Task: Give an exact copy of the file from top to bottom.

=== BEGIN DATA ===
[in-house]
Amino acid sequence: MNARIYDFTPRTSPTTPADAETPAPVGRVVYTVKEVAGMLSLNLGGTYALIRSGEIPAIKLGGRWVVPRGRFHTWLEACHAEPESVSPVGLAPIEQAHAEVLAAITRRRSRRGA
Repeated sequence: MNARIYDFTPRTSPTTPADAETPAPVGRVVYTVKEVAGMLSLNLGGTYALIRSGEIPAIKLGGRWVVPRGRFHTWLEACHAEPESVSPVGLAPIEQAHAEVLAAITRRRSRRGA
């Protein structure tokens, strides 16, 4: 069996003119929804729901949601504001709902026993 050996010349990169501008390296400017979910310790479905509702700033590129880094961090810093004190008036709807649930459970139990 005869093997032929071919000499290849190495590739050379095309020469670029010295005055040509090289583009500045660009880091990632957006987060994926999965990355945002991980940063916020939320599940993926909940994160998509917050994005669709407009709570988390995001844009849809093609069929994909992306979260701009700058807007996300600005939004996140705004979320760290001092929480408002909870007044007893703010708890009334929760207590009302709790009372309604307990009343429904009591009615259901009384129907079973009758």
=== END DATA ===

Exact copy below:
[in-house]
Amino acid sequence: MNARIYDFTPRTSPTTPADAETPAPVGRVVYTVKEVAGMLSLNLGGTYALIRSGEIPAIKLGGRWVVPRGRFHTWLEACHAEPESVSPVGLAPIEQAHAEVLAAITRRRSRRGA
Repeated sequence: MNARIYDFTPRTSPTTPADAETPAPVGRVVYTVKEVAGMLSLNLGGTYALIRSGEIPAIKLGGRWVVPRGRFHTWLEACHAEPESVSPVGLAPIEQAHAEVLAAITRRRSRRGA
């Protein structure tokens, strides 16, 4: 069996003119929804729901949601504001709902026993 050996010349990169501008390296400017979910310790479905509702700033590129880094961090810093004190008036709807649930459970139990 005869093997032929071919000499290849190495590739050379095309020469670029010295005055040509090289583009500045660009880091990632957006987060994926999965990355945002991980940063916020939320599940993926909940994160998509917050994005669709407009709570988390995001844009849809093609069929994909992306979260701009700058807007996300600005939004996140705004979320760290001092929480408002909870007044007893703010708890009334929760207590009302709790009372309604307990009343429904009591009615259901009384129907079973009758």